School System Settles Funding Fight With State

     PHILADELPHIA (CN) – A federal judge has approved a settlement that will infuse a cash-strapped Pennsylvania school district with desperately needed funding.
     Claiming it was on the brink of financial collapse, the roughly 3,600-student Chester Upland School District sued the state in January, alleging it would be unable to make payroll without at least $7 million in emergency funds.
     The parties subsequently forged an arrangement that kept the district open through the end of June.
     A 10-day bench trial was held in May, but the parties notified U.S. District Judge Michaerl Baylson of a proposed settlement before closing arguments.
     Under the settlement, the state must cover certain district debt with a direct payment of $20.5 million to vendors and other payees. It also must give the district $9.7 million in funding for the 2012-13 school year.
     A key issue in the case was the constitutionality of the formula the state uses to apportion federal subsidies for special education among school districts.
     The district said Pennsylvania changed that formula in 1994.
     “The formula for funding services to students with disabilities was changed from a method based on the number and needs of the students in a school district to a system primarily based upon the number of students in the school district without regards to the number of disabled students or their disability and limiting the percentage of students for whom funding is provided,” according to the amended complaint.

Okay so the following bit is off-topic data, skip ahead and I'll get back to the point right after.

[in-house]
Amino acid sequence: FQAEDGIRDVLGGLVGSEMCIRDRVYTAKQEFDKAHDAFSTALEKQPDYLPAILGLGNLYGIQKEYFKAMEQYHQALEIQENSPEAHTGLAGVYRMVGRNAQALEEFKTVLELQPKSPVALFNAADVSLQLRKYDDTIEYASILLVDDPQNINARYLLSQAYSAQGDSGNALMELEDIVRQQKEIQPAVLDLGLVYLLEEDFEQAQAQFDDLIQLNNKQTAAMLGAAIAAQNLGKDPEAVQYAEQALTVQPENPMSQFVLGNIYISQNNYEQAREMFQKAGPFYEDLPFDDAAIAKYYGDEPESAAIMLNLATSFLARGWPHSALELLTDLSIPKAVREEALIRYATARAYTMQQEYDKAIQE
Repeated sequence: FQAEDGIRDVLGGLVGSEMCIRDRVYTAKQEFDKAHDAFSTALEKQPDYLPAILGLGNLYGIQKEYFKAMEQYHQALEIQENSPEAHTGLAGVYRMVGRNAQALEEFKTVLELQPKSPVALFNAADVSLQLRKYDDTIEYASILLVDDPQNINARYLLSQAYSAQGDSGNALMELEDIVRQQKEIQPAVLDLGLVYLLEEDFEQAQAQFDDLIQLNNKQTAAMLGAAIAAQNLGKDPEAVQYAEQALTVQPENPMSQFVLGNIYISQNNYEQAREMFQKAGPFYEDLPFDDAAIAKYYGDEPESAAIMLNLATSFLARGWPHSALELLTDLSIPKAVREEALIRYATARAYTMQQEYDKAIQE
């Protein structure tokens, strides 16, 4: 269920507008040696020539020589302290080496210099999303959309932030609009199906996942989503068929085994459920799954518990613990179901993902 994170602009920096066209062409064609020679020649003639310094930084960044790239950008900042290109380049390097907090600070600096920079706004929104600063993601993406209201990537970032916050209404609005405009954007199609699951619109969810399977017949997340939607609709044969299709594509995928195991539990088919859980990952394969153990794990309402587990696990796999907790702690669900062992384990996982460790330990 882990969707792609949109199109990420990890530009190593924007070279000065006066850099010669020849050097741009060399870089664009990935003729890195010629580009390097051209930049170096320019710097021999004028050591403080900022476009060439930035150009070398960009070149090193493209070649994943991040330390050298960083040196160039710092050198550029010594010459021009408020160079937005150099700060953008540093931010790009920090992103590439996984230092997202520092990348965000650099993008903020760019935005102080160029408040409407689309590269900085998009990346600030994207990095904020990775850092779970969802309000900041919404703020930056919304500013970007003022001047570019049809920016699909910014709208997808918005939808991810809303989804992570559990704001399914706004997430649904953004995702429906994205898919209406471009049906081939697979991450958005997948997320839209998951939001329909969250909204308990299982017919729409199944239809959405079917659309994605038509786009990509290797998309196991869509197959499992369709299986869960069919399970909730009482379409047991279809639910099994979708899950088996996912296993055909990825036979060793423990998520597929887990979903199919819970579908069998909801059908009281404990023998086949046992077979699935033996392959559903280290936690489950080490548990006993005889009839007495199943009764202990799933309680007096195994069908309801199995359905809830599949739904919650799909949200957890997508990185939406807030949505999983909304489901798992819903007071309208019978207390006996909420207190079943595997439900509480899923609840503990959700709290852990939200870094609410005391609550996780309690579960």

For districts like Chester Upland, where at least one-fifth of the students have disabilities, that change was particularly devastating, the district claimed.
     In a 44-page opinion released last week, Baylson said he wasn’t making any formal factual findings about the evidence presented at trial.
     But under the settlement, the district has agreed to improve its special-education program by, among other things, hiring a special-education director and more special-education staff. The state has also agreed to fund a special-education officer to physically work in the district, the judge noted.
     “When a trial of a case brought as a class action has taken place, and witnesses have been presented, but the trial is followed by a settlement, in some ways this is the best of all possible outcomes,” Baylson wrote. “Public testimony exposed the issues, but the settlement avoids labeling one side as the winner and the other side as the loser. A class action requires the Court to scrutinize the settlement carefully to make sure that the result is fair to members of the class as they are bound by the result. In the context of a suit concerning the operation of a school system, there is obviously also a great deal of public interest and public concern, if only because there are likely to be consequences for the settlement to students, parents, teachers, and taxpayers in terms of finances, expenses, program content, etc.
     “This controversy, arising out of the District’s near insolvency earlier this year, has resulted in a constructive settlement that has the potential of giving thousands of school children a quality education. However, the near disaster which threatened to close the district’s schools this year will be repeated if the lessons learned are forgotten, and if the conduct which led to the dire financial circumstances, including the district’s own acts and omissions, is repeated.”
     Baylson emphasized that “there was little if any testimony to support the allegations against the department”
     Though the district may well be underfunded, “funding to public schools in Pennsylvania is determined by the Legislature, and no judge has the power to require additional funds be appropriated to a school system,” the 47-page decision states.
     “Although the court appreciates that the parties have voluntarily reached a settlement which will result in infusion of funds into the district, money does not solve all problems,” Baylson wrote. “This settlement must be accompanied by continued supervision by the department, dedication by local school officials, commitment and participation by parents and teachers, and hard work by the students.”

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